Journal article

Renal palliative and supportive care in South Africa–a consensus statement


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Publication Details

Author list: Wearne N, Krause R, Davidson B, Brennan F, Abbas M, Barday Z, Barnard A, Bezuidenhout K, Blockman M,
Bloemhof L, Bidii B, Chothia MY, Cox C, Davids MR, De Bruin S, de Vries E, Eick B, Ensor J, Evans K, February C, Fouche N, Freercks R, Gajjar P, Govender R, Govender T, Hellstrom L, Holding L, Katz I, Kibel S, Kumari J, Kyricos U, Mentor A, Lotter L, Marx C, McCulloch M, Morgan J, Matsiliza N, Meiring M, Mkhize P, Modupe O, Moonsamy G, Motsohi T, Moosa MR, Mwangi J, Naicker S, Nupen T, Odell S, Paget G, Phelanyane F, Pretorius M, Rajbaran J, Spies L, Stead P, Stubbs A, van Biljon I, Rekhviashvili V, van Jaarsveld M, Venter M, Venter S, Vermeulen A, Walker L, White K, Wiles J

Publisher: African Association of Nephrology

Publication year: 2020

Journal: African Journal of Nephrology

Volume number: 23

Issue number: 1

Start page: 86

End page: 107

Total number of pages: 22

ISSN: 2306-8205

eISSN: 2518-4601



In South Africa, there is a high burden of end-stage kidney disease (ESKD). This is due to the burgeoning epidemics of communicable diseases like HIV/AIDS and non-communicable diseases, particularly hypertension and diabetes mellitus. One of the most difficult situations encountered by healthcare professionals dealing with patients with ESKD in South Africa is the management of a conservative or palliative care pathway for the many patients who have no other option. Patients with advanced chronic kidney disease (CKD) have a high burden of physical and psychosocial symptoms, poor outcomes, and high costs of care. Many patients are managed in primary healthcare settings and either do not have access to palliative care or are not referred appropriately.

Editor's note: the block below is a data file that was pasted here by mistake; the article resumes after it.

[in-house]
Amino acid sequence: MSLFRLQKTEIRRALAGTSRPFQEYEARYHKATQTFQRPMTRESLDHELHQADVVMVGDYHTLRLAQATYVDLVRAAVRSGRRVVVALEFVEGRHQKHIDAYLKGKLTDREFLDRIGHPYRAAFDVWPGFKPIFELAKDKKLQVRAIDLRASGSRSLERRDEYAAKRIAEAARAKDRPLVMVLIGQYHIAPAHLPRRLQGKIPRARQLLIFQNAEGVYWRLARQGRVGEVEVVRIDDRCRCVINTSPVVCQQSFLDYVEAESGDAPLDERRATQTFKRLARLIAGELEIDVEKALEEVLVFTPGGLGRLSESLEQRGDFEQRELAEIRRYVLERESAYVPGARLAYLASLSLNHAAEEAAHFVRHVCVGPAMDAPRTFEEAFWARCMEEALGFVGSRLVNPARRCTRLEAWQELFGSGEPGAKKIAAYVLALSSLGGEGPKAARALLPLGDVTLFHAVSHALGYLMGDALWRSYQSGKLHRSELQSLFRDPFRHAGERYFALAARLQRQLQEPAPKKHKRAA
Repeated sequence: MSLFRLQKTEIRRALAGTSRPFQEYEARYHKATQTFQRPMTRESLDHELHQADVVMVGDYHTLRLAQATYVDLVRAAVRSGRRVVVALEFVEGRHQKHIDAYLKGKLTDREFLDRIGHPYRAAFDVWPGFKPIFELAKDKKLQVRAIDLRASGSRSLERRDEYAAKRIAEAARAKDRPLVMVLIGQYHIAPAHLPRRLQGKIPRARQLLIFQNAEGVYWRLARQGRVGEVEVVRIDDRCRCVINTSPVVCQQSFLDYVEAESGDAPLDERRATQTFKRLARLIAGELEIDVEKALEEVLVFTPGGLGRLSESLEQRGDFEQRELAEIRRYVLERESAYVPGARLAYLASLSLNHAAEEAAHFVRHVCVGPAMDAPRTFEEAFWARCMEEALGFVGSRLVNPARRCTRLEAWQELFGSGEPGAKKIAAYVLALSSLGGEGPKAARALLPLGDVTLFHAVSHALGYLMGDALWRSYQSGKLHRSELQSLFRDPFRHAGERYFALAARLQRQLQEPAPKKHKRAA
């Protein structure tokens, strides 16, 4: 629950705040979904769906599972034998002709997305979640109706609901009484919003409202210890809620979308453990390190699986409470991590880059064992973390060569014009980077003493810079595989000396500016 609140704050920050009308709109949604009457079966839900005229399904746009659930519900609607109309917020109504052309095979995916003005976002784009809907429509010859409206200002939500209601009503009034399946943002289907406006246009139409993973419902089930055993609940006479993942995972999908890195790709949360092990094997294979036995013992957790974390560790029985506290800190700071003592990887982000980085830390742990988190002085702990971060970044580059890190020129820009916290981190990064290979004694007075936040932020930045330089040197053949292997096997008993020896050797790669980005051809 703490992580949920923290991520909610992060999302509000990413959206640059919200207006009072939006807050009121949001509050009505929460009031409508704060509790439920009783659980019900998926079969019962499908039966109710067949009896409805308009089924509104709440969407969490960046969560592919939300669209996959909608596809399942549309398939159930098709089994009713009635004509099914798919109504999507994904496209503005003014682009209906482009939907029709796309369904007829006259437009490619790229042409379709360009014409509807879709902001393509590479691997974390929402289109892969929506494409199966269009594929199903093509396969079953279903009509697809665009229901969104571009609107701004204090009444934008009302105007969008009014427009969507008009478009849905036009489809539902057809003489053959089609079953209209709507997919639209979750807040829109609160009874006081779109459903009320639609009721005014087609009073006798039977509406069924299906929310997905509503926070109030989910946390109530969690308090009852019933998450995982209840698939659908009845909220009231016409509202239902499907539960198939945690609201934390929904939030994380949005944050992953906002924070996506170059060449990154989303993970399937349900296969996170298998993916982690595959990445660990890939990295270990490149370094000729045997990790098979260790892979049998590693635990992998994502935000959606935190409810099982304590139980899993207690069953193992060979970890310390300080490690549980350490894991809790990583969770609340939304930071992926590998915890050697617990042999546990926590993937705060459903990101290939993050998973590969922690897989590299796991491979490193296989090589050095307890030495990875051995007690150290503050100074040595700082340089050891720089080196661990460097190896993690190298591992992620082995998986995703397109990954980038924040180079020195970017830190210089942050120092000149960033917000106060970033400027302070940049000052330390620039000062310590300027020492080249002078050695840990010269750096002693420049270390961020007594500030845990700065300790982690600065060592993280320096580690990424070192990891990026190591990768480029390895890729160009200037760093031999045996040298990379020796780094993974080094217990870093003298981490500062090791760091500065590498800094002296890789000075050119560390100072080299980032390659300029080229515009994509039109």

Renal supportive and palliative care involves a multidisciplinary approach to managing patients with ESKD, to ensure that symptoms are managed optimally and to provide support during advanced disease. It aims to improve quality of life for patients and their families and must be provided alongside curative medical care. This support should include those unable to gain access to life-saving dialysis and it should also provide care for patients where dialysis is not the best option.

The aim of this consensus statement is to assist healthcare providers to improve the management of symptoms and biosocial factors of patients with end-stage kidney disease in a South African context. The document was compiled through consensus building among healthcare professionals across South Africa. The professionals that are represented included nephrologists, palliative care physicians, social workers, nurses, paediatricians and hospital managers. We wish to acknowledge the contribution of Dr Frank Brennan, a leading expert in renal palliative and supportive care, who assisted greatly in the compilation of this document.


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Last updated on 2021-22-01 at 10:39